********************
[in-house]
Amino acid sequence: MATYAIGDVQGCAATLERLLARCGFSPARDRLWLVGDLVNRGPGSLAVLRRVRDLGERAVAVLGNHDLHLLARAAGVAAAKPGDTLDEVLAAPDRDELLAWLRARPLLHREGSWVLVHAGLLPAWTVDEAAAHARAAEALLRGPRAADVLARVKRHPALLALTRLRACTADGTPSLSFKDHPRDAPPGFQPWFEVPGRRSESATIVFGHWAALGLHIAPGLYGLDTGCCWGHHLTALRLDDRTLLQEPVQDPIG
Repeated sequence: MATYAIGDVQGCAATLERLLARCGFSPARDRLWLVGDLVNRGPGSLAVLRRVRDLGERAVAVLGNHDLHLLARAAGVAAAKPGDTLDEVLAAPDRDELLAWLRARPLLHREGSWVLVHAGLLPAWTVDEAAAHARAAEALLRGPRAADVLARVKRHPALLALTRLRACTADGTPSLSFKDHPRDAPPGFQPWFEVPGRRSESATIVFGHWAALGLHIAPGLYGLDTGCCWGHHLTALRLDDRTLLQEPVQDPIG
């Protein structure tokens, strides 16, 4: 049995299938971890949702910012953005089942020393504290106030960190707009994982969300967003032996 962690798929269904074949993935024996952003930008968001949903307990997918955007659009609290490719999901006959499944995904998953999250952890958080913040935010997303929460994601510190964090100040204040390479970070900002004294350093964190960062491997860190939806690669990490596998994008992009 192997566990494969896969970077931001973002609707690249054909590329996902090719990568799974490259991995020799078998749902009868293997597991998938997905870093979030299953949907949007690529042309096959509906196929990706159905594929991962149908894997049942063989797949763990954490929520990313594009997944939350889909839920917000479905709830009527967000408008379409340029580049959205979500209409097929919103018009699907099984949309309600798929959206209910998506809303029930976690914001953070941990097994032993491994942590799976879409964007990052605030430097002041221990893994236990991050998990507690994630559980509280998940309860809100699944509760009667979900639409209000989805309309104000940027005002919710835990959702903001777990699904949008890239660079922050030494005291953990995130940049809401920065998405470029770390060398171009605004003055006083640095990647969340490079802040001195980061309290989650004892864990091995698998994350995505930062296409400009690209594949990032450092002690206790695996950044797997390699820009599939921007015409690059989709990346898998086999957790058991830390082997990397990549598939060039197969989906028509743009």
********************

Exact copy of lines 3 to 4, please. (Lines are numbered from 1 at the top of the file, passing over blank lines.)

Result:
Repeated sequence: MATYAIGDVQGCAATLERLLARCGFSPARDRLWLVGDLVNRGPGSLAVLRRVRDLGERAVAVLGNHDLHLLARAAGVAAAKPGDTLDEVLAAPDRDELLAWLRARPLLHREGSWVLVHAGLLPAWTVDEAAAHARAAEALLRGPRAADVLARVKRHPALLALTRLRACTADGTPSLSFKDHPRDAPPGFQPWFEVPGRRSESATIVFGHWAALGLHIAPGLYGLDTGCCWGHHLTALRLDDRTLLQEPVQDPIG
């Protein structure tokens, strides 16, 4: 049995299938971890949702910012953005089942020393504290106030960190707009994982969300967003032996 962690798929269904074949993935024996952003930008968001949903307990997918955007659009609290490719999901006959499944995904998953999250952890958080913040935010997303929460994601510190964090100040204040390479970070900002004294350093964190960062491997860190939806690669990490596998994008992009 192997566990494969896969970077931001973002609707690249054909590329996902090719990568799974490259991995020799078998749902009868293997597991998938997905870093979030299953949907949007690529042309096959509906196929990706159905594929991962149908894997049942063989797949763990954490929520990313594009997944939350889909839920917000479905709830009527967000408008379409340029580049959205979500209409097929919103018009699907099984949309309600798929959206209910998506809303029930976690914001953070941990097994032993491994942590799976879409964007990052605030430097002041221990893994236990991050998990507690994630559980509280998940309860809100699944509760009667979900639409209000989805309309104000940027005002919710835990959702903001777990699904949008890239660079922050030494005291953990995130940049809401920065998405470029770390060398171009605004003055006083640095990647969340490079802040001195980061309290989650004892864990091995698998994350995505930062296409400009690209594949990032450092002690206790695996950044797997390699820009599939921007015409690059989709990346898998086999957790058991830390082997990397990549598939060039197969989906028509743009």